Cancer survivors celebrate life on National Cancer Survivors Day

Susan Hoffman battled against breast cancer and won in 2010. She's just one of millions of people who share the same story of will and perserverance.

(WBIR - Knoxville) Surviving cancer is a major milestone in the lives of people have have been diagnosed with a form of the disease.

The American Cancer Society estimates there are 14 million cancer survivors in America. Each June, those survivors celebrate life.

Sunday afternoon, about 400 people packed the University of Tennessee Medical Center's AllSpice Cafe for the 12th Annual Celebration of Life - National Cancer Survivors Day event. The featured speaker was cancer survivor Roger Cunningham and American Idol contestant Johnny Newcomb were among the many entertainment acts.

Among those at the celebration event was Susan Hoffman of Knoxville. Hoffman was diagnosed with breast cancer in December 2010. She said, "My life it just changed. It was totally turned upside down because when you hear those words it's really scary."

The mother of two is now recovering from an aggressive form of breast cancer that affects 25 percent of those diagnosed with the disease. Hoffman has undergone six rounds of chemotherapy, but she also received the first targeted medicine approved by the FDA for cancer called Herceptin.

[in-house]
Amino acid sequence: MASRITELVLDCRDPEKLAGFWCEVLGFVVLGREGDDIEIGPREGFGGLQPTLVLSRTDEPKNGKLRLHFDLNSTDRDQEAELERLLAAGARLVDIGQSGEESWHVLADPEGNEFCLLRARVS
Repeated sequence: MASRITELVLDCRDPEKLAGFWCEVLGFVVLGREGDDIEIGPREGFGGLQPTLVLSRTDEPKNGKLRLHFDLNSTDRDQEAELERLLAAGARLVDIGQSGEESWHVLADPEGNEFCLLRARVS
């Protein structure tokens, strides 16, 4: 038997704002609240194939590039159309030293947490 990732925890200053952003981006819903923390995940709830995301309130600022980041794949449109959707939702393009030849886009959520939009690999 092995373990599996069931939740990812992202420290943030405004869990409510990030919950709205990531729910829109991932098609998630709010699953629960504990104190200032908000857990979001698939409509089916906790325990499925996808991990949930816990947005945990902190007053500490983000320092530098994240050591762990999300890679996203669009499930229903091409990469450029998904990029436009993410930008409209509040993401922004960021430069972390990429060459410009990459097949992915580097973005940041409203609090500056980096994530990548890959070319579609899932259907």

"It saved my life so I like it a lot. If that hadn't been around it probably would have returned," Hoffman said.

While at the University of Tennessee Medical Center's celebration event, Hoffman was able to smile and laugh with Dr. John Bell who help treat her.

Dr. Bell, director of the University of Tennessee Medical Center's Cancer Institute, said, "Mrs. Hoffman is a great example of someone who follows what we still consider to be appropriate screening for certain cancers. [The event] is a physical example of the fact that cancer is not a death sentence and that there's hope."

Hope hold a different meaning for every cancer survivor and those currently fighting the disease. For Hoffman, hope is watching her grandchildren grow up and traveling with her husband to places on their bucket list.

Hoffman now volunteers at a local museum as well as at the integrated healthcare department for the University of Tennessee Medical Center. She said she now enjoys encourages those currently fighting the disease because many supported her while she was fighting the disease.

"That's something that I think as a survivor that I can do. To say you can get through this and that you will have a good life on the other side," Hoffman said.

Hoffman's last round of chemotherapy was on June 3, 2011. She said she still has regular follow-up visits with her doctors to keep a close eye on the situation.


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